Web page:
As you know, audio power amplifiers are divided into different classes. Amplifiers working in class “A” can provide decent sound quality for music due to the high quiescent current, but they have extremely low efficiency, they consume a lot of current and require good cooling.
Class B amplifiers, on the contrary, are very economical, but they introduce quite a lot of non-linear amplifiers into the signal. The most common class is “AB”, as its name implies, is a cross between “A” and “B”. It consumes not so much and allows you to play an audio signal with a fairly good quality. However, such amplifiers, especially when the power is already calculated in tens of watts, still need a radiator for cooling. That is why in recent years, class “D” amplifiers have gained great popularity. They have a high efficiency (80-90%) and can do without a radiator even with a power of a couple of tens of watts, while ensuring quite decent sound quality. One such scheme is presented below.
Its basis is the MP7720 chip, which is quite common recently, it provides an output power of up to 20 watts. The supply voltage lies in a wide range - from 7 to 24 volts. The higher the voltage, the greater the output power. D2 in the diagram is a 6.2 volt zener diode, for example, 1N4735A. D1 - Schottky diode for a voltage of at least 30 volts and a current of 1 ampere. Suitable, for example, 1N5819. L1 - inductor 10 μH, any type of inductor is suitable. C9 is an isolation capacitor, it is connected in series with the speaker and cuts off the constant component of the output signal. That is why even with improper assembly, there will be no constant voltage at the output of the amplifier and you can not worry about the speaker. Pin 4 of the chip is responsible for its status - is it on or off. If the voltage at this pin is close to zero, the amplifier will not work. That is why the diagram has a Zener diode D3 for a voltage of 4.7 volts, for example, 1N4732A can be used. All electrolytic capacitors must be rated for a voltage of at least 1.5 times the supply voltage. The circuit has no more features, it is enough to assemble it correctly, and it will immediately begin to work.
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Class D amplifier assembly
As usual, the printed circuit board is primarily manufactured, its dimensions are 45x30 mm. This amplifier was supposed to be the most economical and miniature, so all the elements are located tight enough to each other to save space, and the microcircuit in the SMD version is soldered from the side of the tracks. The printed circuit board is performed by the LUT method, below are some photos of the process.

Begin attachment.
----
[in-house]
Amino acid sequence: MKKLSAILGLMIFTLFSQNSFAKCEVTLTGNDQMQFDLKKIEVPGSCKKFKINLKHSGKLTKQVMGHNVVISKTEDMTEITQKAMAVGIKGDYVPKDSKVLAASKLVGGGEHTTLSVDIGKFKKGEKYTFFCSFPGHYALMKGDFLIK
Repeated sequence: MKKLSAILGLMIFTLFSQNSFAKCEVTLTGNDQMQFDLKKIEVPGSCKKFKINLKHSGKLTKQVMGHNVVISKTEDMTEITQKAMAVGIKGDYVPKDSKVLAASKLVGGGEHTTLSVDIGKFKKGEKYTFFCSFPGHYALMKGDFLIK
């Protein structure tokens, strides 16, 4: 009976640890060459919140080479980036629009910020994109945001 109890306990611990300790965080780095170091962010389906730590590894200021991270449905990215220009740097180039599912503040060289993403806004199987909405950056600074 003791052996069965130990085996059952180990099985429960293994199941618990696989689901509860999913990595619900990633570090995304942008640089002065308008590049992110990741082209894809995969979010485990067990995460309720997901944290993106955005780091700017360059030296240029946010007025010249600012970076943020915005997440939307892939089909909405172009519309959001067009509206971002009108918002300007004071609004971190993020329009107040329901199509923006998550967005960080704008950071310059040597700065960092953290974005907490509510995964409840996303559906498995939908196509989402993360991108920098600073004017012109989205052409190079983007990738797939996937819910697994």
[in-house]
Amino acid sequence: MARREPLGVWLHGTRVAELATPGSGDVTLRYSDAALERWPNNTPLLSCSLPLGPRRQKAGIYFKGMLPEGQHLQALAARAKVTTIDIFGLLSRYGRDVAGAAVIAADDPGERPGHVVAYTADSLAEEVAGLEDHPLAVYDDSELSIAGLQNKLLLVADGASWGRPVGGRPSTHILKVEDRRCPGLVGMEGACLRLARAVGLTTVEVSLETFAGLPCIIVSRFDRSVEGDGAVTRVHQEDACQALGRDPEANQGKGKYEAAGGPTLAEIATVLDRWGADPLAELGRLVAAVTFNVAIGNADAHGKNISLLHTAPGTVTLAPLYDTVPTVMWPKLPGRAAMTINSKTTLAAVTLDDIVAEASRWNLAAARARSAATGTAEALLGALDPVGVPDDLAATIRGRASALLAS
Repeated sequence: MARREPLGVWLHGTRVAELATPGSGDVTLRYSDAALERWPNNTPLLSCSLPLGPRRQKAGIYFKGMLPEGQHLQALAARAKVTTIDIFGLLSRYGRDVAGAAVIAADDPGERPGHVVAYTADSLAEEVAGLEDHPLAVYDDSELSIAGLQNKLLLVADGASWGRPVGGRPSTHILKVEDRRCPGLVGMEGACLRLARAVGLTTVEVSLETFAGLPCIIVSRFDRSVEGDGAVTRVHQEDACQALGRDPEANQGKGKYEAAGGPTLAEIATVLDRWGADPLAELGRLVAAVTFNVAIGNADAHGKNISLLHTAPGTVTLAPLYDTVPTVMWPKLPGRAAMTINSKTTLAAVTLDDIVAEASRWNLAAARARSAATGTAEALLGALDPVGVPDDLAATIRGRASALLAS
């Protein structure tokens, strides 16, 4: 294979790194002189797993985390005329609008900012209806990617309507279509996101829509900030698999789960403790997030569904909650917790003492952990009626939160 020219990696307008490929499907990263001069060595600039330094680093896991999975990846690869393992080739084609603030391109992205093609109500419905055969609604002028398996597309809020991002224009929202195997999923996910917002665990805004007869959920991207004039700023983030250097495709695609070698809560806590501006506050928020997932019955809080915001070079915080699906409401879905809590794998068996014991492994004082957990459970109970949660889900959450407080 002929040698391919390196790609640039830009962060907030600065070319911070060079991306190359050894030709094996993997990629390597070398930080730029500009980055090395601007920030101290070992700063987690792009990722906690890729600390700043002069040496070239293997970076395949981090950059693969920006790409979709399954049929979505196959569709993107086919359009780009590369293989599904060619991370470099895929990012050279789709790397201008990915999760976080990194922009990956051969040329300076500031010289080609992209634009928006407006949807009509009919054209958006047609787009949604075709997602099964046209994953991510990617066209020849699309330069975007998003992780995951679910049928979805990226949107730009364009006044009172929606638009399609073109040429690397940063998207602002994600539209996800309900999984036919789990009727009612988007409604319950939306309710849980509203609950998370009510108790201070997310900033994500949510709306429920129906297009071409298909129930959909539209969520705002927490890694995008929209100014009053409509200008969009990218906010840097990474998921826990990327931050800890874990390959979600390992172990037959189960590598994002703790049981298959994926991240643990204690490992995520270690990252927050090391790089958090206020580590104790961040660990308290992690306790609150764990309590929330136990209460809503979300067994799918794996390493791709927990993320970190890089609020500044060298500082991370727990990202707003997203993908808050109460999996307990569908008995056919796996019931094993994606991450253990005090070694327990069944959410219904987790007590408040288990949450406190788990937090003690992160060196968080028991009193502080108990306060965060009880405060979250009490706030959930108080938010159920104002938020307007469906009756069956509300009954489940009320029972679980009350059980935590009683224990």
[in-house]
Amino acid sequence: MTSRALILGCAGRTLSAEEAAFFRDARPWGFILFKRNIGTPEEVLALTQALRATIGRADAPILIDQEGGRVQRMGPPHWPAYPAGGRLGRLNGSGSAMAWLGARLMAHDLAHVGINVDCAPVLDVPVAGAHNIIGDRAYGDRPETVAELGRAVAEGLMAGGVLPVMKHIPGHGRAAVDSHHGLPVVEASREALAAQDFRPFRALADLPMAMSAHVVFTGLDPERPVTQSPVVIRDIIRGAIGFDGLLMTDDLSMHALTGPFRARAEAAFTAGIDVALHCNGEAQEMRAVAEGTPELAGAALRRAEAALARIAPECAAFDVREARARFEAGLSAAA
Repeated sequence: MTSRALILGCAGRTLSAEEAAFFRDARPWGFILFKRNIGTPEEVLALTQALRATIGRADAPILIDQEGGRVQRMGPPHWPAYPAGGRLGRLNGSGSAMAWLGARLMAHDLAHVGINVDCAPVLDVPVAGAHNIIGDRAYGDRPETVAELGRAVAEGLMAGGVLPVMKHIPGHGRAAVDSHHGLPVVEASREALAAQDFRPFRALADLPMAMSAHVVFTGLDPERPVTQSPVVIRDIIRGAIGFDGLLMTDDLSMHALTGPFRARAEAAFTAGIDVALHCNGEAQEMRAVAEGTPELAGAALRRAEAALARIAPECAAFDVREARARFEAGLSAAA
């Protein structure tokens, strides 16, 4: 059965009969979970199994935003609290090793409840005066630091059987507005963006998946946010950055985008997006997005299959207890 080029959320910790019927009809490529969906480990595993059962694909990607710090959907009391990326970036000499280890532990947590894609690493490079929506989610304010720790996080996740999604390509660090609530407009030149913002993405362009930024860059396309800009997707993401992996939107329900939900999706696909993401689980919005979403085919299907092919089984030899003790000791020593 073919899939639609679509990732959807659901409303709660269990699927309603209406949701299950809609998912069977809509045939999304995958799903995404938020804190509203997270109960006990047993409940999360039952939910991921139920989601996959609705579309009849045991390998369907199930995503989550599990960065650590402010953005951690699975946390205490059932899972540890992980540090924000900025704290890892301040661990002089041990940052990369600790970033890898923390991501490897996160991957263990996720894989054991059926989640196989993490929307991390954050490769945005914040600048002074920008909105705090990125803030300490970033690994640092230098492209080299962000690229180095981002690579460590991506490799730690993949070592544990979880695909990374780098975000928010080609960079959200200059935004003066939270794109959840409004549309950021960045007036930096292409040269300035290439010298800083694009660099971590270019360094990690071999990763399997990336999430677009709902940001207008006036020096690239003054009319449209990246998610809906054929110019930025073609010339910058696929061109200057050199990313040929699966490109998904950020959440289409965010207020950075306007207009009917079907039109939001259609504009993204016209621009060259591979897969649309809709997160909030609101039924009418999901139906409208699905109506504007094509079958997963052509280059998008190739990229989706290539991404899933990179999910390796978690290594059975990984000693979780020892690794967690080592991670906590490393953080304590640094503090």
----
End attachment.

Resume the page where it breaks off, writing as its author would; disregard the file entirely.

When tinning the tracks, you need to be very careful not to accidentally short them with excess solder. After tinning, we first solder the microcircuit, and then the rest of the details on the other side of the board. To connect all the wires on the board, there is a place for the terminal block. After the soldering is completed, it is worth checking the adjacent tracks for a short circuit, before removing the remaining flux from the board. Particular attention should be removed area under the chip, under it should not remain liquid flux, which can harm the proper operation of the amplifier.
First inclusion and testing
Before the first start-up, an ammeter must be put in the gap of the supply wire. Then, after supplying power, look at the ammeter readings - without supplying a signal to the input, the microcircuit should not consume more than 10 mA. If the quiescent current is normal, you can connect a speaker, apply a signal to the input, for example, from a player, computer or phone, and test the amplifier under load. Even at high volume, the microcircuit should not noticeably heat up. At first glance, this seems astounding - such a small microcircuit quietly provides output power of a dozen watts, without completely heating up. The thing is that it turns a regular analog audio signal into a train of pulses, which are then amplified. In this case, transistors work not in linear but in key mode, which allows you to do without a radiator. The amplifier is monaural, which means that to play a stereo signal you have to collect the second one. Such a small board can be integrated anywhere, it is simply indispensable when building various portable speakers that run on battery power. Successful assembly.